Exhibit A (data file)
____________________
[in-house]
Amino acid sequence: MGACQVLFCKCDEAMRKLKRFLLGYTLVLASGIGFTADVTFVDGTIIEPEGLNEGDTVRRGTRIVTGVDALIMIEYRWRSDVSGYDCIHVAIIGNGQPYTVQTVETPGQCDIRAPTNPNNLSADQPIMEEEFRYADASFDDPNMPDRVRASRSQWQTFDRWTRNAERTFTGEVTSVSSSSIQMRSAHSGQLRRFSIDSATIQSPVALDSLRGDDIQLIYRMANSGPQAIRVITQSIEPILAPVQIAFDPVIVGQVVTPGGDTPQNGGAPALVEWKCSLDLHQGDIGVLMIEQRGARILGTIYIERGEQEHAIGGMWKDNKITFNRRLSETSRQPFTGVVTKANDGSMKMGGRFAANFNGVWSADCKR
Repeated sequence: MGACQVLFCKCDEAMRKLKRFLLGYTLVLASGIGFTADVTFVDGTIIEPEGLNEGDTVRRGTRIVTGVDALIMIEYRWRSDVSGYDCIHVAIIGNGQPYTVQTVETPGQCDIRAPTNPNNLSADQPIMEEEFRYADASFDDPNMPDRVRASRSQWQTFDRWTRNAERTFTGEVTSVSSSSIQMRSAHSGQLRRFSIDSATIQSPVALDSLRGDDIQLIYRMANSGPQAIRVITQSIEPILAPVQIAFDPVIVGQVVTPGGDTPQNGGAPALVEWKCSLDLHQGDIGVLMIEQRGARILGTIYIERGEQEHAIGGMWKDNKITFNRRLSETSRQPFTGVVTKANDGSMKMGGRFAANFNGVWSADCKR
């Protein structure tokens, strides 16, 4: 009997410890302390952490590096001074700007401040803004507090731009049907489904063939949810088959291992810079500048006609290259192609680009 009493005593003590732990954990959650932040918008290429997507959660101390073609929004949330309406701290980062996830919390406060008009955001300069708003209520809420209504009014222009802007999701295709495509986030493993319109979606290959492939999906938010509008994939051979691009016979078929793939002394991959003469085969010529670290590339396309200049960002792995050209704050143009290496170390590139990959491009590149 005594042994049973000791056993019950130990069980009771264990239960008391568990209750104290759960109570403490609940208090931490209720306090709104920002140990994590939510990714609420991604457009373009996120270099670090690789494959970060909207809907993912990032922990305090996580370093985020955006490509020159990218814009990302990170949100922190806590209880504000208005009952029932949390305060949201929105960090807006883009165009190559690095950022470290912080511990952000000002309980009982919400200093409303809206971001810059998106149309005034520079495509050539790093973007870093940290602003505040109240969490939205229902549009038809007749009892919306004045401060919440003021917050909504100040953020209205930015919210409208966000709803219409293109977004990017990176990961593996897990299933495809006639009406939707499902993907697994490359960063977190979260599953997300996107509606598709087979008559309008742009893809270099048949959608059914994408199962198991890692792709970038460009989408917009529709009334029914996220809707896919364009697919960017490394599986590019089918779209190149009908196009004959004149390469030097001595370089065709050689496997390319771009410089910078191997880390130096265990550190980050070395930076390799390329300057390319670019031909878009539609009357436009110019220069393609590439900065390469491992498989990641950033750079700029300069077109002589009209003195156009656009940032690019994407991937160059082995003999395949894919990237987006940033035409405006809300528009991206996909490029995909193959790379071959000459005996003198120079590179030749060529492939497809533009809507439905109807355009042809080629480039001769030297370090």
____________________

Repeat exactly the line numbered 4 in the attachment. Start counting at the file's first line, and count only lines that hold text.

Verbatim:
């Protein structure tokens, strides 16, 4: 009997410890302390952490590096001074700007401040803004507090731009049907489904063939949810088959291992810079500048006609290259192609680009 009493005593003590732990954990959650932040918008290429997507959660101390073609929004949330309406701290980062996830919390406060008009955001300069708003209520809420209504009014222009802007999701295709495509986030493993319109979606290959492939999906938010509008994939051979691009016979078929793939002394991959003469085969010529670290590339396309200049960002792995050209704050143009290496170390590139990959491009590149 005594042994049973000791056993019950130990069980009771264990239960008391568990209750104290759960109570403490609940208090931490209720306090709104920002140990994590939510990714609420991604457009373009996120270099670090690789494959970060909207809907993912990032922990305090996580370093985020955006490509020159990218814009990302990170949100922190806590209880504000208005009952029932949390305060949201929105960090807006883009165009190559690095950022470290912080511990952000000002309980009982919400200093409303809206971001810059998106149309005034520079495509050539790093973007870093940290602003505040109240969490939205229902549009038809007749009892919306004045401060919440003021917050909504100040953020209205930015919210409208966000709803219409293109977004990017990176990961593996897990299933495809006639009406939707499902993907697994490359960063977190979260599953997300996107509606598709087979008559309008742009893809270099048949959608059914994408199962198991890692792709970038460009989408917009529709009334029914996220809707896919364009697919960017490394599986590019089918779209190149009908196009004959004149390469030097001595370089065709050689496997390319771009410089910078191997880390130096265990550190980050070395930076390799390329300057390319670019031909878009539609009357436009110019220069393609590439900065390469491992498989990641950033750079700029300069077109002589009209003195156009656009940032690019994407991937160059082995003999395949894919990237987006940033035409405006809300528009991206996909490029995909193959790379071959000459005996003198120079590179030749060529492939497809533009809507439905109807355009042809080629480039001769030297370090």